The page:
Google Buzz Turns on the Firehose
On the social web, this is commonly called a “Firehose” — a syndication feed that publishes all public activities as they happen in one big, fat stream. It’s a lot to sift through, but app developers consider a firehose essential for incorporating real-time search results and real-time “trending” lists from a particular social service into their creations.
Google Buzz, the company’s answer to Twitter and other real-time social sharing services, launched in February, and the API was opened up to the public in May. The firehose was made available late Monday, and it publishes everything Buzz users are sharing (except for Twitter tweets). Google says it’s Buzz developers’ most-requested feature. Previously, you could run searches on Google Buzz activity, but there was no way to subscribe to a feed that publishes what everyone on Buzz is talking about or sharing at any given moment with very low latency.
Some Google partners were involved in the launch, and they’ve prepped some apps to show off what the firehose can do. Have a look at Buzz Mood, an app (obviously inspired by our old Twitter favorite Twistori) that tracks emotional keywords like “love,” “hate,” “believe,” and “hope,” showing you the most recent posts containing those words in a constantly refreshing stream.
Also check out Gnip, the social aggregation service that collects user activities from Twitter, MySpace, Buzz, Facebook, Digg and over 100 social sites. Gnip republishes all these feeds in multiple formats and combinations, and it makes everything — now including the Buzz firehose — available to its customers via its own API.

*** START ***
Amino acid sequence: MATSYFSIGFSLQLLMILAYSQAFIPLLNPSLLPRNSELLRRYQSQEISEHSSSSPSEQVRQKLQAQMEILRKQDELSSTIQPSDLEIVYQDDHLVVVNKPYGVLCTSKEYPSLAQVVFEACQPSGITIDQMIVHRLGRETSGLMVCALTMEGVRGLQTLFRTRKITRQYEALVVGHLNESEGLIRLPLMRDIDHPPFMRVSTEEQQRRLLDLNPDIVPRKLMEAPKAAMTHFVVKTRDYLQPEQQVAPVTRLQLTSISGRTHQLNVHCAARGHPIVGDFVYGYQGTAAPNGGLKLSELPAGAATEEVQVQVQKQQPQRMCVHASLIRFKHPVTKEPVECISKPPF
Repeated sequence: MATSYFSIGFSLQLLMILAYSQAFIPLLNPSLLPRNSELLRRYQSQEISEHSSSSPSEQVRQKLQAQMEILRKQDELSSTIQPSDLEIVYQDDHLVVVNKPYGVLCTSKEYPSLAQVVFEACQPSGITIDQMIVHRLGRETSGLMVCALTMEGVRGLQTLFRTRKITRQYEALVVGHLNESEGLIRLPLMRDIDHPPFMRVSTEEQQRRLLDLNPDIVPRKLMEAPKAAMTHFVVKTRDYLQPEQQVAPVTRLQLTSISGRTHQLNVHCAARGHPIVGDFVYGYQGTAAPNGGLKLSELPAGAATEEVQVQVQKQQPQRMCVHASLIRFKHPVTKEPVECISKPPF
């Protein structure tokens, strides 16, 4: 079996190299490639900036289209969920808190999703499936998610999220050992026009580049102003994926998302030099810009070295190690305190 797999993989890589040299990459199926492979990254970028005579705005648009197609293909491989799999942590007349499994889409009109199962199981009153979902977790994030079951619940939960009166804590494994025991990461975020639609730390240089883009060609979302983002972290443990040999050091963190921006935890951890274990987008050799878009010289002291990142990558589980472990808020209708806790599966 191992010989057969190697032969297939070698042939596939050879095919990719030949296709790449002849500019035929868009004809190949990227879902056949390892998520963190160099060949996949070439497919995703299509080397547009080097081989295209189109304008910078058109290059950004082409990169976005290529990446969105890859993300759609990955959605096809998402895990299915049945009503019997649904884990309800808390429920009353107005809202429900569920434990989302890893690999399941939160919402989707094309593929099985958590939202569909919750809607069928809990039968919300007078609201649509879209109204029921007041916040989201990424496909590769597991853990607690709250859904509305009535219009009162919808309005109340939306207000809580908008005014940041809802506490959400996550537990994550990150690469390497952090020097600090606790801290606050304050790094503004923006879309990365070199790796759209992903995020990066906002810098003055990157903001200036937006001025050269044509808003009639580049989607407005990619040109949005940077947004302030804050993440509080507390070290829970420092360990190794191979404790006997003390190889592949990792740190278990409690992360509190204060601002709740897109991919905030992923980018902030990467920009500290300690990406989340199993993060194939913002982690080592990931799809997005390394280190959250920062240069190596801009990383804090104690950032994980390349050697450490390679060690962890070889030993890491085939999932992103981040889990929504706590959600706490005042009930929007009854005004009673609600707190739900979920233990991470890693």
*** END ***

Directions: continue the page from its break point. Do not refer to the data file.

All of the public activities in Google Buzz are published through the firehose using PubSubHubbub, a protocol that’s being widely adopted on the social web. PubSubHubbub, which was created inside Google and is now being developed into an open standard, pushes out updates to apps as they happen. It replaces the old model — one that’s been the standard for many years — where an application repeatedly asks the publishing server if there’s anything new.
PubSubHubbub is more efficient and provides the app with notifications the instant they happen. It’s not the only data format for real-time publishing: also have a look at RSSCloud.
Google is turning on some other API features as well, including a comments feed for comments left by each user, and a similar feed for “likes” made by each user.
Google is using Activity Streams, another emerging standard on the social web, to wrap all of the activity data. The AML-based Activity Streams format allows for notifications of things like comments, likes, and favorites. So, subscribe to the Google Buzz feed for so-and-so, and you’ll not only be notified that so-and-so posted a video, but also that his friend liked that video, or that an hour later, somebody else left a comment about it.